Gerald Stanley’s acquittal will not be appealed.

Assistant Deputy Attorney General Anthony Gerein, the head of the Ministry of Justice’s public prosecutions office, announced the Crown’s decision on Wednesday, a few days before the 30-day appeal period’s deadline.

“There will be no appeal,” Gerein said.

The province’s top prosecutor was speaking in Regina and outlined, generally, the grounds for appeal before responding to questions from the media.

“The only reason you can appeal is if there was a mistake that was made, but that mistake has to be about the law and it has to be a mistake that made a difference or can be seen to have made a difference in the result,” he said.

Stanley was found not guilty Feb. 9 by a jury in Battleford Court of Queen’s Bench. The 56-year-old farmer had been charged with second-degree murder in the August 2016 death of Colten Boushie.

Boushie, a 22-year-old Cree man from the Red Pheasant First Nation, was shot in the head with a handgun while he was sitting in the driver’s seat of an SUV that had been driven onto Stanley's property near Biggar, Sask.

It’s not disputed Stanley caused the death, the judge presiding over the trial, Saskatchewan Court of Queen’s Bench Chief Justice Martel Popescul, told the jury during his instruction. The verdict was to come down to whether or not the jury found Stanley caused the death unlawfully.

The judge gave the 12 jurors three options before they began deliberations: that Stanley be found guilty of second-degree murder, that Stanley be found guilty of manslaughter or that Stanley be acquitted.

According to his instruction, to find Stanley guilty of second-degree murder, jurors had to feel the Crown proved beyond a reasonable doubt Stanley intentionally killed Boushie. To convict him of manslaughter, the jury had to feel the Crown proved beyond a reasonable doubt Stanley used a gun in a careless manner and had no lawful excuse for his use of the weapon.

Appeal grounds

“The Crown can only appeal if the court made an error about the law alone. The Crown cannot appeal a disagreement over the facts, the interpretation of witness evidence, or because a particular perspective leads to the opinion that the verdict was unreasonable,” Gerein said, speaking generally on appeals.

“Practically speaking, in reviewing a jury trial, the primary issues are whether the judge made an error, a legal error, as to procedure or on a point of evidence, or, as this was a jury trial, in the charge to the jury.”

Stanley testified during the trial he thought his handgun was disarmed when Boushie was shot, and his lawyer, Scott Spencer, argued the fatal shot was a hang fire — a delay between when the trigger is pulled and when the bullet fires. The farmer also said, as did his son, he believed someone from the SUV was attempting to steal an all-terrain vehicle from the yard, but two of the five people who were with Boushie the day of the shooting testified the group was looking for help with a flat tire.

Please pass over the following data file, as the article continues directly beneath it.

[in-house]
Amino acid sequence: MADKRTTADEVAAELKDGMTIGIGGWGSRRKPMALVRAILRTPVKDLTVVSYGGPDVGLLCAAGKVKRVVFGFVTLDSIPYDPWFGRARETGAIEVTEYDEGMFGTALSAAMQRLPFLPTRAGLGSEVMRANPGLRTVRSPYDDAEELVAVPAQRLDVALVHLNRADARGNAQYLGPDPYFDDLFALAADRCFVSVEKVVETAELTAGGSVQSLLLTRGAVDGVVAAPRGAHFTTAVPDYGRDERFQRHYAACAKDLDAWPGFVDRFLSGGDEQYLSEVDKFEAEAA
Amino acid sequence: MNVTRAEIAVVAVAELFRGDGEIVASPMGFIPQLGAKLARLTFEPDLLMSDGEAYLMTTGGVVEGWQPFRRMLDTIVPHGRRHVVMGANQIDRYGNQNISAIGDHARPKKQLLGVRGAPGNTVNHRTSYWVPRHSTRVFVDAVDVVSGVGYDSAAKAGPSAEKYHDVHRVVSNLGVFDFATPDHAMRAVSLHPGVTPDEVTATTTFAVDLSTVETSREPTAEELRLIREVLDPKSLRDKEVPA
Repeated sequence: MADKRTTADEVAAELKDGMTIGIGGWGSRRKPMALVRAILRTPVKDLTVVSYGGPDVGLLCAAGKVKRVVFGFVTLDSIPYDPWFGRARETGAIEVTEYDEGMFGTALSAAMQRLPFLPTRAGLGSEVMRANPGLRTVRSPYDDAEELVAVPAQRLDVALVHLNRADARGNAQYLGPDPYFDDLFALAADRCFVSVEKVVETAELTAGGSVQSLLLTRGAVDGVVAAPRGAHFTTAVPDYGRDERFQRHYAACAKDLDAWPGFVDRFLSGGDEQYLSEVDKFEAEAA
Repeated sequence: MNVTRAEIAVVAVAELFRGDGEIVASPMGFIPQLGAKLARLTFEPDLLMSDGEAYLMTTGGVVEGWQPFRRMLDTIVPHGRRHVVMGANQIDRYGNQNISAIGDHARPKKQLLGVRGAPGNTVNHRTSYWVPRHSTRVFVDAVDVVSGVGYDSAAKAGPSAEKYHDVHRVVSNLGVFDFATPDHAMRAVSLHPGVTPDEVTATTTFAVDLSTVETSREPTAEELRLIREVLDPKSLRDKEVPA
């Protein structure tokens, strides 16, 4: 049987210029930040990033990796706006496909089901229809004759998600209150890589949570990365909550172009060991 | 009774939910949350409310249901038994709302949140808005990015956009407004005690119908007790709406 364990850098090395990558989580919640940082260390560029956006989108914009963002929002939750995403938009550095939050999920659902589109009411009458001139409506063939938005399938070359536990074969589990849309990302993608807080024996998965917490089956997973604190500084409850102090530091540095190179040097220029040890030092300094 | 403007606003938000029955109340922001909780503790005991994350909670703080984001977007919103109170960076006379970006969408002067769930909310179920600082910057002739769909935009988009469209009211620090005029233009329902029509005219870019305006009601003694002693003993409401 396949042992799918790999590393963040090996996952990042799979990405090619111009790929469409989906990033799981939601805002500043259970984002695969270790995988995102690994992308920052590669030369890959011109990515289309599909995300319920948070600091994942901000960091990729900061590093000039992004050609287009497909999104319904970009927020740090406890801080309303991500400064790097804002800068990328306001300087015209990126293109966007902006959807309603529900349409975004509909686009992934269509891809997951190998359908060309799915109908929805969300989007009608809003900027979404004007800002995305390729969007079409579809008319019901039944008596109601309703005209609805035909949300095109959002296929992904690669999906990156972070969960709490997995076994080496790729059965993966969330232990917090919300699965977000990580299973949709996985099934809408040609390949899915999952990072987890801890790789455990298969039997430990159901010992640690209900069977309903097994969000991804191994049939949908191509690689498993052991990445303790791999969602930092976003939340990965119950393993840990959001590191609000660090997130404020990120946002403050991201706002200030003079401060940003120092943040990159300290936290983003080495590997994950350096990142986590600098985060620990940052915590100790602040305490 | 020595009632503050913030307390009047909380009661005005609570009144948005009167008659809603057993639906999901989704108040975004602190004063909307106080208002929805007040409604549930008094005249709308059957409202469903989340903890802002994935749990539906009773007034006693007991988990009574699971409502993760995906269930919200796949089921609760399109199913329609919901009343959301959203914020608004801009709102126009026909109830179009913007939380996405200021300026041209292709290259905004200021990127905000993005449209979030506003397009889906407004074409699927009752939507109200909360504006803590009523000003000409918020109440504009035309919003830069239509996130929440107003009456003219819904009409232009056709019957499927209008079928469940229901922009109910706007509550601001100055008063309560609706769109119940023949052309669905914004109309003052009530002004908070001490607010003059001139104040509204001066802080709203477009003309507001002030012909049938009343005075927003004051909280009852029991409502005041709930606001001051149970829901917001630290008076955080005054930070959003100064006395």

Alvin Baptiste, the uncle of Boushie, said Wednesday he was disappointed but not surprised with the Crown’s announcement.

“I knew right away that we were going to be denied justice again,” Baptiste told CTV News.

The family has been vocal since day one of the trial, when no visibly Indigenous people were selected to serve on the jury.

Top prosecutor Gerein emphasized the Crown cannot appeal on any grounds outside legal error — including on jury selection or because of potential questions about the case’s investigation.

“Questions about the appropriateness of established procedures, such as how a jury pool is constituted or the peremptory challenging of prospective jurors, are matters for others,” he said.

Boushie’s family’s lawyer told CTV News he wrote a letter to Saskatchewan’s Attorney General Don Morgan on Tuesday, outlining what he believed were grounds for an appeal. He argued allowing testimony from two defence witnesses — specifically, two witnesses who testified they experienced hang fires — constituted a legal error.

“In my view, that evidence was inadmissible and should never have been heard by the jury. It was not relevant. It was an opinion, evidence provided by laypeople, and if it had any relevance whatsoever, the prejudicial effect substantially outweighed its probative value. It should never have gone before the jury,” Chris Murphy said.

One of the witnesses, Nathan Voinorosky, told court he once experienced a seven-second hang fire while target shooting, and the other, Wayne Popowich, said he’s experienced delays between seven and 12 seconds.

The testimony countered statements from a Crown gun expert, who said the longest hang fire he knows about was 0.28 seconds.

“That was the evidence before the court, and the laypeople extending that period was an important issue in the case and it should never have been heard,” Murphy said.

‘Not the end’

Baptiste, Boushie’s uncle, said the family will keep working for reform — specifically, reform to how Indigenous people are treated in the justice system — despite Wednesday’s announcement Stanley will not be criminally tried again.

“Even though my family has been denied justice, I’ll keep fighting for justice for future generations so that they don’t have to go through what we have to have gone through, that no family has to go through this again, ever,” he said.

The family will keep fighting for changes to the provincial Jury Act and the Criminal Code to allow for better Indigenous representation on juries, and the family will keep a close eye on the Civilian Review and Complaints Commission’s probe into the RCMP’s handling of the investigation, according to Murphy, the family’s lawyer. They also haven’t ruled out civil options, such as suing Stanley for wrongful death.

“This is not the end,” Murphy said.

Spencer, Stanley’s lawyer, did not respond to a request for comment Wednesday.

--- Angelina Irinici contributed to this report